More SSE infrastructure

Mark Kettenis kettenis@wins.uva.nl
Wed Jul 5 06:45:00 GMT 2000


   Date: Wed, 5 Jul 2000 00:16:46 -0700
   From: Richard Henderson <rth@cygnus.com>

   On Tue, Jul 04, 2000 at 02:19:58AM +0200, Mark Kettenis wrote:
   > It would make some sense though to make the __m128 type similar to the
   > SSE registers.

   I don't agree.  If you wanted v4sf, you can use v4sf in the source.
   Though not, admittedly, with Intel's interface.  But you can get it
   from GCC easily enough.

Whatever, I don't really care.

   In any case, the question at hand has absolutely nothing to do with
   SSE specifically, but rather what we should give GDB for describing
   a 128-bit integer.

[snip]

   So, the object being, fix the debugging code to cope with integer
   objects larger than twice the host word size.  And in order to do
   that, we need to know what GDB needs to do its job.

I'm assuming you're talking about stabs here.

   In the original message I sent, perhaps only to the GCC list (oops),
   I quoted a fragment from the stabs emitter, wherein we look to see
   if it's easy to print the upper bound for the type.  If it isn't
   easy, we just print -1.

If the lower bound is 0 and the upper bound is -1, GDB interprets the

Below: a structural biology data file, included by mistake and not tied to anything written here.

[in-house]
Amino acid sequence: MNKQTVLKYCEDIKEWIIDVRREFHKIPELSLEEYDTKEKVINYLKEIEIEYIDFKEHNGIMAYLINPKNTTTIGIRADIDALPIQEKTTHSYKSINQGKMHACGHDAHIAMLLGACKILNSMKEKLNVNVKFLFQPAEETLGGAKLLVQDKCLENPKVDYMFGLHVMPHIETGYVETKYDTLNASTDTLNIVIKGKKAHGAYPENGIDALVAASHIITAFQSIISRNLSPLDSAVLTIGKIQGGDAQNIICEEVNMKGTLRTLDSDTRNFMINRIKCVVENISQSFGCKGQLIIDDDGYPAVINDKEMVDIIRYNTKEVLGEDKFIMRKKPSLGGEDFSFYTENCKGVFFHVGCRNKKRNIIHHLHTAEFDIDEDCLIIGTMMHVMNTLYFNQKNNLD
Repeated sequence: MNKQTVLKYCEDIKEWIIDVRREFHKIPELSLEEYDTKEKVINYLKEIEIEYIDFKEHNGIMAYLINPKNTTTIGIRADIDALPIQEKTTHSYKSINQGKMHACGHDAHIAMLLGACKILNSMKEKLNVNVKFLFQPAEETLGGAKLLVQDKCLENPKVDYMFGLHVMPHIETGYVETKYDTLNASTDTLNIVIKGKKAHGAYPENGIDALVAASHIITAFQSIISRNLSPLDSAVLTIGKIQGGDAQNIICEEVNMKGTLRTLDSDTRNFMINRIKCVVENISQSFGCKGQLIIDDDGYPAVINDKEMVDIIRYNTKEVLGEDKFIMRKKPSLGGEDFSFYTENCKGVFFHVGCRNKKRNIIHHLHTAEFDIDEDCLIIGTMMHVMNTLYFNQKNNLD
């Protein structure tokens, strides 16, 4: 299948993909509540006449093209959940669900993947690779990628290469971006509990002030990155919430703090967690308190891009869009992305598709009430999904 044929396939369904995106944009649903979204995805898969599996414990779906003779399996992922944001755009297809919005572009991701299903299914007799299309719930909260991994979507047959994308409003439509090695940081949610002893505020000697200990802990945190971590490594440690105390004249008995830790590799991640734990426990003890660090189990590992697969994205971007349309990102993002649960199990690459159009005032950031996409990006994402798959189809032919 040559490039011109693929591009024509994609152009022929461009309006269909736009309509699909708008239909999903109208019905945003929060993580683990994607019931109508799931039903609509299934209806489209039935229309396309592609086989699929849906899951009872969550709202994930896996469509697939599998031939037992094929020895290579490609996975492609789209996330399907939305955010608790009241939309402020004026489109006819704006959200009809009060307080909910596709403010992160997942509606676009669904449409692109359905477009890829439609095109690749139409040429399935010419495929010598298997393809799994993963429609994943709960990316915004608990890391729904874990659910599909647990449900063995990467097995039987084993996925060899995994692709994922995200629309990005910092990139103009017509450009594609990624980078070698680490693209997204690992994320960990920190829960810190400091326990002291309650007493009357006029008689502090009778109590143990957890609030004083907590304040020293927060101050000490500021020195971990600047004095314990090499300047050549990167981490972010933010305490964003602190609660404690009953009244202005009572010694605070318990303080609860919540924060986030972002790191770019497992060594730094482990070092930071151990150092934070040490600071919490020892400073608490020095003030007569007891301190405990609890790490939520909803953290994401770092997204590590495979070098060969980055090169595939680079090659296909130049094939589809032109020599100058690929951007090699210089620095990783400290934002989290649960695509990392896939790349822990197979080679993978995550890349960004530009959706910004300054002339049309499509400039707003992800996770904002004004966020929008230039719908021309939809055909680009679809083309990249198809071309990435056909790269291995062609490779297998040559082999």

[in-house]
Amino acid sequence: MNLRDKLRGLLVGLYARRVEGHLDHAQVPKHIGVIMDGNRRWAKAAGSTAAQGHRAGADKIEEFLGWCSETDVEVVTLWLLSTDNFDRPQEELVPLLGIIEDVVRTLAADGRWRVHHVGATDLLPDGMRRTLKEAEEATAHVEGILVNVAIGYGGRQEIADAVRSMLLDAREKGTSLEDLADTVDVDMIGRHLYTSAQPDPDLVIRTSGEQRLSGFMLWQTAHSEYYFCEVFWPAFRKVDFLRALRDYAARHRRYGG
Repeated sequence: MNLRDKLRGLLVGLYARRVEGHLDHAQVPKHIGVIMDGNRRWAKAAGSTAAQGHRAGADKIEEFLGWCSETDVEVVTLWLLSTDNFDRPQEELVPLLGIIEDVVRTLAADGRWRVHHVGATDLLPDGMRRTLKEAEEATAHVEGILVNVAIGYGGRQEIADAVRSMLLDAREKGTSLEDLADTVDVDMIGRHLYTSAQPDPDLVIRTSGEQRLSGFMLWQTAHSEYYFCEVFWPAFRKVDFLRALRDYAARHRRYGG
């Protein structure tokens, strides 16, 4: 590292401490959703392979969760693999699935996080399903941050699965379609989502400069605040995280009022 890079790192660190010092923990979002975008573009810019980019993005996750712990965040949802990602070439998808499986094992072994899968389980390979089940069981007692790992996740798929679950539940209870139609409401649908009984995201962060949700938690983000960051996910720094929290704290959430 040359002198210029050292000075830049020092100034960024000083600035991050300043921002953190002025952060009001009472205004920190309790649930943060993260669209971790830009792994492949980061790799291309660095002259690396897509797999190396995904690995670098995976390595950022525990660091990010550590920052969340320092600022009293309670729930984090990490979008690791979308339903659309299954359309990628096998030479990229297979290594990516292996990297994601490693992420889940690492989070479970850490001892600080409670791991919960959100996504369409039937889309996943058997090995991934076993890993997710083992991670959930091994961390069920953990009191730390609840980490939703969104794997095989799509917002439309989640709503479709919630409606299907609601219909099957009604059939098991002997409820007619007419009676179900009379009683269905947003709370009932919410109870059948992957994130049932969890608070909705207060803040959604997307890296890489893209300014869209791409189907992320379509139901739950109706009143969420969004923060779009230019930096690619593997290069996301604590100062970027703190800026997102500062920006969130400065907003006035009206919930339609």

type as an unsigned integer with the size of the hosts natural integer
type (i.e. 4 bytes on a 32-bit machine).

   So the question is, do we really have to print the correct upper
   and lower bounds for the 128-bit type, or can we just use 0 and -1,
   as the existing code would suggest.

GDB uses the range info to determine the size of an object, even for
global symbols where it might be able to get the size from the symbol
table.  So using 0 and -1 wouldn't produce anything useful.

Giving the correct upper and lower bounds does work (tested on Solaris
2.6, with a recent GDB snapshot and egcs-2.91.66, where I added the
stab for a 128-bit type by hand).  GDB happily prints a 128-bit
hexadecimal constant when I ask it to print the value of a 128-bit
variable, but refuses to evaluate any complex expressions using this
variable, telling me that it cannot do such things on integer
variables larger than 8 bytes.

If printing correct lower and upper bounds is too hard for GCC, there
are alternatives.  If the lower bound is 0 and the upper bound is a
negative number, GDB assumes the size of the type (in bytes) is the
absolute value of the upper bound.  I've verified that emitting:

.stabs "__m128:t(0,20)=r(0,20);0;-16;",128,0,0,0

does indeed work.  The GNU stabs info file suggests that this is a
Convex convention.

It seems that GDB also supports type attributes (an AIX extension, see
the GNU stabs info file).  So

.stabs "__m128:t(0,20)=@s128;r(0,20);0;-1;",128,0,0,0

also works.

The relevant bits of code in GDB are stabsread.c:read_range_type()
(which interprets the lower and upper bound) and
stabsread.c:read_type() (which is sopposed to interpret the entire
stabs type string, and interprets the `s' type attribute).

Mark


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